Zingload “Virus”

This page aims to help you remove Zingload. The Zingload removal is for Chrome, Firefox and Internet Explorer, as well as every version of Windows.

Having problems with intrusive browser ads? You’ve come to the right place!

The Zingload “Virus” is one of the latest browser hijacker programs out there and if your browser is currently filled with all sorts of intrusive adverts, then this piece of software is the most likely suspect. In this article we will attempt to help you remove this intrusive program and also give you some important information on how to prevent similar software from getting onto your PC. However, before we get to any of that, we need to first make you acquainted with what browser hijacker programs actually are and what the purpose of their existence is.

The Zingload"Virus" in Chrome

The Zingload “Virus” in Chrome

What a browser hijacker is

Advertising-supported software (browser hijacker for short) is a particular type of programs/browser extensions that, due to their intrusive behavior and stealth installation, are considered part of the PUP category. PUP stands for potentially unwanted programs and that is exactly what the Zingload “Virus” and the rest of its kind are. The main reason why they are regarded as unwanted is because they tend to heavily obstruct users’ browsing experience. Furthermore, some of the more aggressive browser hijacker programs may also attempt to alter certain browser settings and even enforce them so that you cannot switch them back to the way they were as long as the intrusive program remains active on your PC. In other words Zingload is not an actual virus at all.

Purpose of Zingload

The whole point of browser hijacker programs is that for each click their ads receive the developer of the unwanted software gains revenue. This is called the pay-per-click method and is basically the only reason for the existence of those advert-generating browser extensions.

Comparing browser hijackers to viruses

We need to make it clear, though, that, as annoying as they may be, the Zingload “Virus” and other similar browser add-ons are not considered viruses. As we already said, such programs fall under the PUP category, which generally consists of software that is not malicious or harmful to your computer. There’s a big difference between unwanted programs, like browser hijackers, and Zingload and malicious viruses, such as Ransomware and Trojan Horses. That is why, even if you’ve had browser hijacker installed onto your PC, there is no need to worry since in most cases the greatest problem about them is that they are so awfully annoying.

How it might still be threatening

It ought to be mentioned, though, that despite the fact Zingload is, in the majority of cases, harmless to your system, its ads may contain potential security hazards. For instance, sometimes clicking on an browser hijacker-generated ad, you might find yourself getting redirected to a suspicious page that may be illegal or even infested with viruses. Most ads are not like that and won’t expose your PC to online threats. Still, we believe that clicking on any of the browser hijacker ads is both pointless and an unnecessary risk. Therefore, we advise you to avoid any interaction with those intrusive pop-ups banners and box messages.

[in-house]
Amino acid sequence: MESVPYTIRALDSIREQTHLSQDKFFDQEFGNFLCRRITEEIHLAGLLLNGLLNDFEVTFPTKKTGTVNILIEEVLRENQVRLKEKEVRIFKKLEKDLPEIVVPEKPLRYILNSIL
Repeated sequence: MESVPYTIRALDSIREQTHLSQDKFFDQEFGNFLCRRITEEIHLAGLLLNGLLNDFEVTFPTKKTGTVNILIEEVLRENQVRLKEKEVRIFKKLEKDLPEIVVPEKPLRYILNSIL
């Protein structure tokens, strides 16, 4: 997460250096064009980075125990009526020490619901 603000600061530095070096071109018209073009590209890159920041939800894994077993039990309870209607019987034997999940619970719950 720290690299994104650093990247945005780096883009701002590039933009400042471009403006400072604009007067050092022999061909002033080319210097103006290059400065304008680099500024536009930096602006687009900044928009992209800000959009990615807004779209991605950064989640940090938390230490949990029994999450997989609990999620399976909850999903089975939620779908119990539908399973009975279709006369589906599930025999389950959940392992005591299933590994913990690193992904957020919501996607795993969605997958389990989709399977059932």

Avoiding browser hijacker in the future

It is essential that you know how Zingload gets distributed throughout the internet so that you don’t fall for it in the future. There are many methods for spreading browser hijacker, but most of them use one of the following distribution models:

  • File-sharing sites – It is usually not hard to upload an unwanted program to such a site. That is why those have become one of the favorite tools of browser hijacker developers to spread their products. If you often use such sites, at least make sure that you have a good anti-malware program and also try to stick to those of them that are generally considered reliable and trustworthy.
  • Spam e-mails – there’s probably no type of unwanted or harmful software that does not get distributed via spam e-mails. In fact, browser hijacker is the least problematic program that you can get from spam letters. Therefore, approach every new message from unknown senders with extreme caution. If it looks suspicious, you might outright delete it without reading it.
  • File-bundling – in most cases this is a perfectly legal method. In fact, it is used for the distribution of all sorts of software. When Zingload is bundled with another program, if you install that program, you also get the nagging browser hijacker onto your PC. This, however, can be easily avoided by opting for the advanced installation settings which would allow you to customize the installation and leave out any software that might have been added to the main program. Simply uncheck everything that you think might be unwanted from the list of added contents and continue with the actual installation. Now that we’ve reached the end of the article, you may proceed to remove the intrusive program with the help of the instructions provided below. Let us know if you have any questions!


Name Zingload
Type Browser Hijacker
Detection Tool

Remove Zingload “Virus” (Chrome)

Search Marquis is a high-profile hijacker – you might want to see if you’re not infected with it as well.
You can find the removal guide here.


About the author

Brandon Skies

Brandon is a researcher and content creator in the fields of cyber-security and virtual privacy. Years of experience enable him to provide readers with important information and adequate solutions for the latest software and malware problems.

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